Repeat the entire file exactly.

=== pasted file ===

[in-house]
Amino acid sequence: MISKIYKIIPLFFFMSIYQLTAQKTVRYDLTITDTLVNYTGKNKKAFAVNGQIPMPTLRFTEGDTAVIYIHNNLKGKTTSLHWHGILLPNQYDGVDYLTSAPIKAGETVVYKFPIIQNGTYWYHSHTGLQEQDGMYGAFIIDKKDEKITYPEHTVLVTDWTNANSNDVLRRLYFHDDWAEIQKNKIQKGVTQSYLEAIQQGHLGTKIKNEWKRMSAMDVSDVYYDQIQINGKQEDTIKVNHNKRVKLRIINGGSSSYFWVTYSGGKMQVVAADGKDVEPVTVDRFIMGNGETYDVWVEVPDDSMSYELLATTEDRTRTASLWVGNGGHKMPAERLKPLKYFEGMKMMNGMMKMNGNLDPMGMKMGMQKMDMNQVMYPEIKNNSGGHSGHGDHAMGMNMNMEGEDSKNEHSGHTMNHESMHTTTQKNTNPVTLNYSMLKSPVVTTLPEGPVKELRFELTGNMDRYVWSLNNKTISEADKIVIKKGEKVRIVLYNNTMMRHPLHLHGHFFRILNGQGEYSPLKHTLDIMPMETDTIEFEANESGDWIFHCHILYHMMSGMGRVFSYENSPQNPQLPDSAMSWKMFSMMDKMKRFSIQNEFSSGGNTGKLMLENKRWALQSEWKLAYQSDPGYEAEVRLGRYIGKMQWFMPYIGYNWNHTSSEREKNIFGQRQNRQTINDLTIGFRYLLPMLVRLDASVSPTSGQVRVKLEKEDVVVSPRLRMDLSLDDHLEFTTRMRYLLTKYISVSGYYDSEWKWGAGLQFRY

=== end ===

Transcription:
[in-house]
Amino acid sequence: MISKIYKIIPLFFFMSIYQLTAQKTVRYDLTITDTLVNYTGKNKKAFAVNGQIPMPTLRFTEGDTAVIYIHNNLKGKTTSLHWHGILLPNQYDGVDYLTSAPIKAGETVVYKFPIIQNGTYWYHSHTGLQEQDGMYGAFIIDKKDEKITYPEHTVLVTDWTNANSNDVLRRLYFHDDWAEIQKNKIQKGVTQSYLEAIQQGHLGTKIKNEWKRMSAMDVSDVYYDQIQINGKQEDTIKVNHNKRVKLRIINGGSSSYFWVTYSGGKMQVVAADGKDVEPVTVDRFIMGNGETYDVWVEVPDDSMSYELLATTEDRTRTASLWVGNGGHKMPAERLKPLKYFEGMKMMNGMMKMNGNLDPMGMKMGMQKMDMNQVMYPEIKNNSGGHSGHGDHAMGMNMNMEGEDSKNEHSGHTMNHESMHTTTQKNTNPVTLNYSMLKSPVVTTLPEGPVKELRFELTGNMDRYVWSLNNKTISEADKIVIKKGEKVRIVLYNNTMMRHPLHLHGHFFRILNGQGEYSPLKHTLDIMPMETDTIEFEANESGDWIFHCHILYHMMSGMGRVFSYENSPQNPQLPDSAMSWKMFSMMDKMKRFSIQNEFSSGGNTGKLMLENKRWALQSEWKLAYQSDPGYEAEVRLGRYIGKMQWFMPYIGYNWNHTSSEREKNIFGQRQNRQTINDLTIGFRYLLPMLVRLDASVSPTSGQVRVKLEKEDVVVSPRLRMDLSLDDHLEFTTRMRYLLTKYISVSGYYDSEWKWGAGLQFRY